Barbora Žagarietė

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Portrait of Barbora Žagarietė

Barbora Žagarietė or Barbora Umiastauskaitė (about 1628–1648) was a servant of god from Žagarė, then Grand Duchy of Lithuania. According to oral history, Barbora distinguished herself by her Christian virtues and died young under obscure circumstances. Her remains were said to be incorruptible. This inspired a strong following among local people, and numerous miracles are attributed to her. In 2005 the Diocese of Šiauliai began the process of Barbora's beatification and canonization.


There is almost no verifiable information about Barbora's short life, which is shrouded by various hagiographical narratives.[1] She was the only child born into a noble family of Umiastowskis.[2] Her mother died early and she had a strict stepmother. Local people tell stories about her care for the sick and generosity for the beggars.[2] She would intercede on behalf of serfs and walk to the church on her knees.[1] It is said that her exceptional piousness and devotion to God displeased and angered her father. She wanted to become a nun, and even joined a Franciscan monastery in Riga, but her non-believer father would not allow it.[3] Narratives tell that she jumped out of the second floor of the manor to escape her father's wrath, and died of injuries.


Barbora was first buried either in Žvelgaičiai or Umiastowski family crypt. However, due to growing veneration of Barbora, her body was moved to the old church of Žagarė. In 1655, during the Second Northern War, Sweden invaded Lithuania and burned down the church. Barbora's body and hair was blackened, but otherwise untouched by the flames;[1] as a result, her cult grew stronger. Tsarist authorities discouraged Catholicism and walled up the crypt in 1877; it was reopened in 1896.[2] The remains were put in a glass coffin in the crypt beneath the high altar. In 1906 an entrance was made to the crypt from outside to ease access.[4] In 1963,authorities of the Lithuanian SSR closed the church and transferred the remains of to an unknown location.[2] At the same time forensic pathologist Juozas Markulis analyzed the body, but his work did not survive.[4] Efforts to locate the remains were unsuccessful. When the church was returned to the congregation, a symbolic casket was placed in the same crypt.[4]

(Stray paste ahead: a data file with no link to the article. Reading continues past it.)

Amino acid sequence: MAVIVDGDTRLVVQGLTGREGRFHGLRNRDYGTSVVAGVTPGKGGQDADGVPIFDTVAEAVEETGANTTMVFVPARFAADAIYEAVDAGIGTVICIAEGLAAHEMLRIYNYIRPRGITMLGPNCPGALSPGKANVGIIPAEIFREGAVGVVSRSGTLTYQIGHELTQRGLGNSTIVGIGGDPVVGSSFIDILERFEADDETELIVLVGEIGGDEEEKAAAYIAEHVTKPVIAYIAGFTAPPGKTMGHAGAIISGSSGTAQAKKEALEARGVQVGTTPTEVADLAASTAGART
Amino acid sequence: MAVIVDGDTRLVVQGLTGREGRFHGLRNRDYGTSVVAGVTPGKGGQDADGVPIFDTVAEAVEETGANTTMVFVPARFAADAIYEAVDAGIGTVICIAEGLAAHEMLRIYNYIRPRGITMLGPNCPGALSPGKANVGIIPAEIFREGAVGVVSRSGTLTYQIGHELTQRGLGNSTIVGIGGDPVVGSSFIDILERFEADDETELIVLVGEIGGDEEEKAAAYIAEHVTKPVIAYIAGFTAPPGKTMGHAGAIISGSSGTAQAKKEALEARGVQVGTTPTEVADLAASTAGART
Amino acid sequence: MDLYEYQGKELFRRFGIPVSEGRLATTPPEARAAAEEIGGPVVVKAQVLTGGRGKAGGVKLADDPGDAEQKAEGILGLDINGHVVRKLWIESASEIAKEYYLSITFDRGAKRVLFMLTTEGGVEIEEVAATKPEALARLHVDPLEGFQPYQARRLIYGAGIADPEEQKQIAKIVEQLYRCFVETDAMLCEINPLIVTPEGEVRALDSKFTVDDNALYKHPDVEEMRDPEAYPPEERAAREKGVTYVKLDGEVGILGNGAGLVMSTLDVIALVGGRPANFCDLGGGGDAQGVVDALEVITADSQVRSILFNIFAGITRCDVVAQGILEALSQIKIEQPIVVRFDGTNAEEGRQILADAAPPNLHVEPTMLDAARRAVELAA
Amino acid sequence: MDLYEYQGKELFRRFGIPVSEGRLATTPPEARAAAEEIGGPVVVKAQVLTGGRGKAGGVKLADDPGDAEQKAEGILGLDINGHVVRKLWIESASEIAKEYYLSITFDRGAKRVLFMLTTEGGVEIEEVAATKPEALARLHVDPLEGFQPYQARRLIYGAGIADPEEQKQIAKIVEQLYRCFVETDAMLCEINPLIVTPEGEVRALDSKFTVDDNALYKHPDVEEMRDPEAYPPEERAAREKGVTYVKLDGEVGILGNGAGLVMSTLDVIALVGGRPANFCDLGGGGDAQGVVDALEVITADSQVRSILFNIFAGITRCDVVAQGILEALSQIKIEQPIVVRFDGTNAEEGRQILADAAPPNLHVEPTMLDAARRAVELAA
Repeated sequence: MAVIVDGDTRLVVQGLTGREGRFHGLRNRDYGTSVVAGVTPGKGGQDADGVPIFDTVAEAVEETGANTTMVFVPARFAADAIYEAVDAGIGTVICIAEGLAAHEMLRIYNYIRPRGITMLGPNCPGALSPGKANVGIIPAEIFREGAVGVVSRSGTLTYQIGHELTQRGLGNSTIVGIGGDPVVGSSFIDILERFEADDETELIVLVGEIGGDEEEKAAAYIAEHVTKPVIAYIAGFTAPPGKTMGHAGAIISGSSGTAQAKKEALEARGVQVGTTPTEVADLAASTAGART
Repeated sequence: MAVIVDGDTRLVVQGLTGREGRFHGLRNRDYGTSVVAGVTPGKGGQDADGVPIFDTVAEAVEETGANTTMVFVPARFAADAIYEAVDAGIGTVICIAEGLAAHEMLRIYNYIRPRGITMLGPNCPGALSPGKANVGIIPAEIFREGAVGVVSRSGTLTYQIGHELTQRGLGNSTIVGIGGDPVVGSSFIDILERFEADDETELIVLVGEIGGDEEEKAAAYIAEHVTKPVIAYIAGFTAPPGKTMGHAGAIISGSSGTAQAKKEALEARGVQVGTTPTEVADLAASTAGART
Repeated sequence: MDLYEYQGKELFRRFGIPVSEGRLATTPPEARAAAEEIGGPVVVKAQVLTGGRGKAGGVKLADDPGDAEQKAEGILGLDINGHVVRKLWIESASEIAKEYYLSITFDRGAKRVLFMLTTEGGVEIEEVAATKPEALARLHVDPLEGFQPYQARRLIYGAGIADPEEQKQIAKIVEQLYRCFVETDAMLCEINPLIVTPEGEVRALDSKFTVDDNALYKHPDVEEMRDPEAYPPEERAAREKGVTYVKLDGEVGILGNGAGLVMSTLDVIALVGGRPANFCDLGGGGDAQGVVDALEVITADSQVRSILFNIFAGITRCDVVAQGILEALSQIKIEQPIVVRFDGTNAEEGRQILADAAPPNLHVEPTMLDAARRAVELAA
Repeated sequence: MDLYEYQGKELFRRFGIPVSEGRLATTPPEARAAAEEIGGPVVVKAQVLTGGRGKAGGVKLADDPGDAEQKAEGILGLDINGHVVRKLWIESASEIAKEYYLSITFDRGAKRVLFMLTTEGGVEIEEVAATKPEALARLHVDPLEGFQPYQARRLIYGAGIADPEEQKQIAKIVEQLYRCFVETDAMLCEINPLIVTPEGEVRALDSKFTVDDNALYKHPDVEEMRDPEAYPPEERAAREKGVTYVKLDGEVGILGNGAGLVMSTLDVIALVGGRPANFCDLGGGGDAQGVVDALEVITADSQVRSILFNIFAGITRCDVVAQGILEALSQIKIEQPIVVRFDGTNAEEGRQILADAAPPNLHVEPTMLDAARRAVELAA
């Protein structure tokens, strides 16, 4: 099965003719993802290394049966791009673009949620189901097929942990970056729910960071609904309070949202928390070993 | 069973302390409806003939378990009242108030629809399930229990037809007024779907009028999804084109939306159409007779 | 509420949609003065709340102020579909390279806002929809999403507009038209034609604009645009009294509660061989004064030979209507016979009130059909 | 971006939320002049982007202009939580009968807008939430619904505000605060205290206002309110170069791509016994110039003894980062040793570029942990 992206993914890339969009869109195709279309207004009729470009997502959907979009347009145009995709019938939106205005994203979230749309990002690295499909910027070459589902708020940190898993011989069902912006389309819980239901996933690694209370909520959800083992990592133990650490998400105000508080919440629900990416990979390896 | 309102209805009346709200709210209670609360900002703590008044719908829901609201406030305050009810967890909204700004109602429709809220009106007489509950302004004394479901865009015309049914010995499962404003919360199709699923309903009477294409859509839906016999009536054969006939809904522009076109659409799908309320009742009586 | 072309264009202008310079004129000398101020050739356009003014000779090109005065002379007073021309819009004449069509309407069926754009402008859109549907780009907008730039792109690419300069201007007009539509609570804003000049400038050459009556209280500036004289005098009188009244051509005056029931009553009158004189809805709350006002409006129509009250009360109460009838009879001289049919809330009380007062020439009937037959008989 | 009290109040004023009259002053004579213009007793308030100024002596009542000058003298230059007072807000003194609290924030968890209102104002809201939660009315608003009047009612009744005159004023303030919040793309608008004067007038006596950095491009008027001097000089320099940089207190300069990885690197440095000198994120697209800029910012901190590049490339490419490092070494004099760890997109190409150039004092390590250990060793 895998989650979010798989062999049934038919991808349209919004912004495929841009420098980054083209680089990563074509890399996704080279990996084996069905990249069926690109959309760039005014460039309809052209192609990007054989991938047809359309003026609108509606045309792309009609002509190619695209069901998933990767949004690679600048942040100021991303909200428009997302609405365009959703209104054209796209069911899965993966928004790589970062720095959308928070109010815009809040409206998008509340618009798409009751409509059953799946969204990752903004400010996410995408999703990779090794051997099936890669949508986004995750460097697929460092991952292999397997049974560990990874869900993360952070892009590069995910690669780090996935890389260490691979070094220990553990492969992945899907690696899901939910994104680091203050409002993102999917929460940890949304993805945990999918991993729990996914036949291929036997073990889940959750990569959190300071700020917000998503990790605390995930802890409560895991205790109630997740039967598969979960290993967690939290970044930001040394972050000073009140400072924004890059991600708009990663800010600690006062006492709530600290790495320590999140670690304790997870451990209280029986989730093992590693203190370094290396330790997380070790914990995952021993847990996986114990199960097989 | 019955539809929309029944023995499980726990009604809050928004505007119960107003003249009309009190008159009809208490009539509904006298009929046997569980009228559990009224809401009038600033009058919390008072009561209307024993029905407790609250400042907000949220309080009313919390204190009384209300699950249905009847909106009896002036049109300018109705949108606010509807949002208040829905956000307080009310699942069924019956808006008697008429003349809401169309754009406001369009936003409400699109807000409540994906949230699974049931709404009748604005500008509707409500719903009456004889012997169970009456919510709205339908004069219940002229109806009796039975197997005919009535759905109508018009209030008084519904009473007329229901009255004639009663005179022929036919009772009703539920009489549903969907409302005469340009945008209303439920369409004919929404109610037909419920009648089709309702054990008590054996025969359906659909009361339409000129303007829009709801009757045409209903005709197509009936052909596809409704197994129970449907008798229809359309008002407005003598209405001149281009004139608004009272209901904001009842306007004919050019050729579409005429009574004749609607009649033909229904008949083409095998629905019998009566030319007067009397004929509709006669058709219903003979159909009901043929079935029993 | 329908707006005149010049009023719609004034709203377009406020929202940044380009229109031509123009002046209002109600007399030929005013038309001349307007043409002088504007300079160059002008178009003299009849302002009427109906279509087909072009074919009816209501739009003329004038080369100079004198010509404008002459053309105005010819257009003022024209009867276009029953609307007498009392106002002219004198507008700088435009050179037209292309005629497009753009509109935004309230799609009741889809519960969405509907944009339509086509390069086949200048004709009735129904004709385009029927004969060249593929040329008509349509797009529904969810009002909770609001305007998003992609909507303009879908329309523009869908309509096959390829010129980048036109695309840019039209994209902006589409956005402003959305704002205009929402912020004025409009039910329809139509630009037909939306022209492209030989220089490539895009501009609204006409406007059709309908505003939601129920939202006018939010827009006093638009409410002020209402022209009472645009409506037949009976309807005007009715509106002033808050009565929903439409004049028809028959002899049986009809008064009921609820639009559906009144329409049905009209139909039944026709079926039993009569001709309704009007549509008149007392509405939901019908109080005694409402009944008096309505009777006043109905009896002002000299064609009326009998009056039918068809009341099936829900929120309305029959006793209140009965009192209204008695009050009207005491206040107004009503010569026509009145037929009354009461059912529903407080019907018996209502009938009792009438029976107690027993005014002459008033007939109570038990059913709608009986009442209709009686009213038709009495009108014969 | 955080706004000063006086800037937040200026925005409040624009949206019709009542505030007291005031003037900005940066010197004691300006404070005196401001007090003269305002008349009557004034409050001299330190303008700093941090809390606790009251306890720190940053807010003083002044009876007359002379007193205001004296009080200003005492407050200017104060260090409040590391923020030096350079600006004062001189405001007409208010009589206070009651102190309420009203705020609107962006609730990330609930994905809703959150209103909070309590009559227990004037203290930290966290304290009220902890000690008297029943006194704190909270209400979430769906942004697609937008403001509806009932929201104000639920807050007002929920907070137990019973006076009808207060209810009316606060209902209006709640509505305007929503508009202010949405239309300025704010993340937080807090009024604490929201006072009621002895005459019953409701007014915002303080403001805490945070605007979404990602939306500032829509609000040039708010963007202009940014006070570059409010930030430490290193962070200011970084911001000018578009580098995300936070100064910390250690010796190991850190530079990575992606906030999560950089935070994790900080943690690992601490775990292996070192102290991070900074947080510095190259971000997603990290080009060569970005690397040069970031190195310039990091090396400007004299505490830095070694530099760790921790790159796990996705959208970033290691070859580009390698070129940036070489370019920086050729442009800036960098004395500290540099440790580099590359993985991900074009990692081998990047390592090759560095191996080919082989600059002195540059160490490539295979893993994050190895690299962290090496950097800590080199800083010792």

The virgin of Žagarė was first mentioned by Antanas Tiškevičius, Bishop of Samogitia, in his report to the Holy See in 1755. He reported the story of her unburned corpse and seven other miracles, mostly healing various ailments, said to have taken place between 1735 and 1748.[1] On January 7, 1860, Bishop Motiejus Valančius tasked the parish priest at the Old Žagarė church with registering miracles or other divine graces attributed to Barbora's intercession. By December 1940, 97 had been documented,[1] but none have been canonically investigated. The book listing the miracles was thought to have been destroyed during World War II, but in 1994, after the fall of Communism in 1990, Boleslovas Babrauskas, parish priest at St Peter and Paul's church in Žagarė, found it.

Local people venerated Barbara as if she were a saint.[2] It was common to circle her coffin three times on knees. Her cult merged with that of Saint Barbara, as the women shared not only name but also similar life stories. Local people celebrated the feast of Barbora Žagarietė on December 4 and sang hymns that were translated from Polish and initially meant for St. Barbara.[2] In November 2004 Eugenijus Bartulis, Bishop of Šiauliai, sent a request to the Holy See to begin the beatification and canonization for Žagarietė. In May 2005 the Holy See replied that there were no obstacles in initiating the case;[1] it was officially opened by Bishop Bartulis on September 24, 2005. In 2006 a group of nine scientists was dispatched on an expedition to find and collect information on Žagarietė.[3]

To express his gratitude to Žagarietė for healing his sister, Alfonsas Lažinskas commissioned an oak wayside shrine by Rimantas Zinkevičius to be installed in the churchyard of the Old Žagarė Church. The shrine was blessed by Bishop Eugenijus Bartulis on August 6, 2006.[3]


  1. ^ a b c d e f Račiūnaitė-Paužuolienė, Rasa (2008). "Dievo tarnaitės Barboros Žagarietės Umiastauskaitės šventumo fenomenas I". Soter (in Lithuanian) 26 (54): 137–154. ISSN 1392-7450. 
  2. ^ a b c d e f Motuzas, Alfonsas (2000). "Dėl Barboros Žagarietės šventumo". Lietuvos katalikų mokslų akademijos metraštis (in Lithuanian) 16: 79–93. ISSN 1392-0502. 
  3. ^ a b c Ratnikaitė, Inesė (2006-08-06). "Žagarėje pagerbta Barbora Umiastauskaitė Žagarietė" (in Lithuanian). Bažnyčios žinios. Retrieved 2015-04-27. 
  4. ^ a b c Dyglys, Marius (2007–2008). "Barboros Žagarietės palaikų gerbimo draudimai, išniekinimai ir jų negendamumo tyrinėjimai". Žemygala (in Lithuanian) 4–5: 70–81. ISSN 1822-4989.